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Ageism: alive and well among Australian employers

Despite the growing need and ability by older Australians to remain active and engaged in the nation’s workforce, a new Government survey is suggesting that ageism is still alive and well among the nation’s employers.

 A new Government survey is suggesting that ageism is still alive and well among the Australian employers (Source: Shutterstock)
A new Government survey is suggesting that ageism is still alive and well among the Australian employers (Source: Shutterstock)

Recently released by the Australian Human Rights Commission, the Employing Older Workers report found that almost a third of Australian employers break the law by setting an age limit for job applicants, not employing people over 50.

The survey findings have shocked many, with older persons advocacy peak Council on the Ageing (COTA) speaking out on the issue and highlighting how the report demonstrates “how much effort is still required to fight ageism in the workplace”.

COTA Chief Executive Officer (CEO) Ian Yates says while the report does show improvement since 2014’s survey, the findings are still an indictment of far too many employers.

“While there has been an improvement over the last four years, it’s scandalous that 1 in 3 employers discriminate on the basis of age, which is not only agesit and prejudiced, it’s illegal,” Mr Yates reiterates.

“The report shows that employers recognise the value of the experience older workers bring (76 percent) and the professional knowledge they possess (68 percent), and more respondents across all categories said there was no difference between the generations at work, with a 14 percent increase in people indicating no difference between older and younger workers on technology skills and abilities.

“Despite this, tens of thousands of mature, well-qualified Australians are still being ruled out on the basis of their age, before they even have the chance to demonstrate they have the skills, experience and ability to do the job.”

Mr Yates says this means that people over 50 are either being forced onto Newstart unemployment benefit or going into poverty as they erode their lifetime savings, because the system is stacked against them.

Campaign Director, Older Australians with the Benevolent Society, Marlene Krasovitsky, says we all have stories of someone who is older in our lives who are running down their savings and superannuation because of the inability to get back into the workforce.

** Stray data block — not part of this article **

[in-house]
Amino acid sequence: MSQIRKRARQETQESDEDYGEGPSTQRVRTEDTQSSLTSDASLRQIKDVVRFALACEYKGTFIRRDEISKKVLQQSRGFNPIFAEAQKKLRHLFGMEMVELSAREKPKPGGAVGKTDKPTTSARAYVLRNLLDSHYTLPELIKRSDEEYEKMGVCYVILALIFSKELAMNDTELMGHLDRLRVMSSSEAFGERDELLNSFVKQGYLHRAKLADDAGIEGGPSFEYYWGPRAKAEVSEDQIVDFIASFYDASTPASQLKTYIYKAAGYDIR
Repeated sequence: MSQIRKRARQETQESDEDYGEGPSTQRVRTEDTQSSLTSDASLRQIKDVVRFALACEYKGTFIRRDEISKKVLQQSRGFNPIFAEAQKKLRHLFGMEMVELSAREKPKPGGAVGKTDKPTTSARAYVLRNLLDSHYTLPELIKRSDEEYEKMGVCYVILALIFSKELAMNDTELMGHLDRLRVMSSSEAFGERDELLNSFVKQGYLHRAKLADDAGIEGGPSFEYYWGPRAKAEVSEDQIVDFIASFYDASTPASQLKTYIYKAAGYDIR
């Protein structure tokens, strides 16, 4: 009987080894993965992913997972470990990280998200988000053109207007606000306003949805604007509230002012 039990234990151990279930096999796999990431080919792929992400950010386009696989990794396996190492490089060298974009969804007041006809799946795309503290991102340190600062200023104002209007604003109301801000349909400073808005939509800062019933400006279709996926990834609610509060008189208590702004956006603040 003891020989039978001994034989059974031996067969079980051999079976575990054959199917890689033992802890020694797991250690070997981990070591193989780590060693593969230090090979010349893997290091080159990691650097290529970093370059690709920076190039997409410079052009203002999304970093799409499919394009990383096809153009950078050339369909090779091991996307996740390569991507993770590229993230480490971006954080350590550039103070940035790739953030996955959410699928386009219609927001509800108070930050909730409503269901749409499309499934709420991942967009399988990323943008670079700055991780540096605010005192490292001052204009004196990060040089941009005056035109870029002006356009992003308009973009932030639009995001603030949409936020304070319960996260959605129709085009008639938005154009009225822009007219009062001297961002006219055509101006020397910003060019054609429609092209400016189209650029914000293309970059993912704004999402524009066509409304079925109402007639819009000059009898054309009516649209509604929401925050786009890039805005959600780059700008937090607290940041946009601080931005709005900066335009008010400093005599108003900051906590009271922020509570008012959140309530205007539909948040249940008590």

“Ageism is so much part of social norms it can be hard to identify it as discriminatory,” she explains.

“Using phrases like ‘having a senior’s moment’, or ‘over the hill’, or buying cards that say ‘sorry you’re another year older’... it's all part of it.

“We hear from people that ageism is present in much of their daily lives, particularly in the workplace with the most common stereotypes being that older employees are forgetful, slow, more likely to get sick and injured, not able to learn new things and are not good with technology.

“The research is there that shows people are experiencing discrimination in the workplace and when applying for a job, resulting in some giving up looking, which has an enormous impact on individual lives but also the economy.

“This has been highlighted many times, and this particular survey is just another piece to that puzzle.”

Ms Krasovitsky says now is the time to “shine the light” on ageism.

“Our views of ageing are based on outdated ideas about what it means to grow older - we haven’t caught up with the reality of our lives now where we need, and are expected to, contribute in the workforce and community for longer.

“We would be crazy not to address this issue urgently - the demographics are changing and the population is ageing and not just in Australia built across the world.

“It is in everyone's best interests to ensure that older people are engages, able to contribute, are respected, valued and be treated with dignity.

“I don’t think people realise the irony in ageism - we are all ageing so when we are ageist, we are setting ourselves up for future prejudice.”

Mr Yates also highlighted this shortsightedness saying: “on these figures Prime Minister Scott Morrison will be struggling to find an employer to take him on if he loses the next Federal election - the odds are they won’t want him because he’s over 50.”

The COTA CEO adds that the report reinforces the imperative for the Government to further “beef up” the programs it announced in the May Budget to increase workplace participation for older Australians.

“Australia’s population is ageing, which means we are living longer, we are healthier for longer and we can contribute to the workforce longer… however too many employers write us off in our prime,” he says.

“Governments have acknowledged the value older Australians can provide to the workforce, and the economic value of increasing workforce participation amongst older Australians.

“We need programs that incentivize employment of older workers, support their training and encourage flexible career development, and a Government that is also prepared to punish employers who act illegally against  Federal law and international conventions.”

Ms Krasovitsky and the Benevolent Society have recently launched their EveryAGE Counts initiative which is all about combating ageism in Australia. 

“Our campaign shows that there are a range of things people can do to challenge ageism, and we would love people to take the pledge to take a stance against it,” she says.

“We really want to encourage people to get on board, connect and build a movement in Australia challenging ageism, shifting the language and the overall narrative about what it means to get older.”

The full Employing Older Workers report is available to view or download online.

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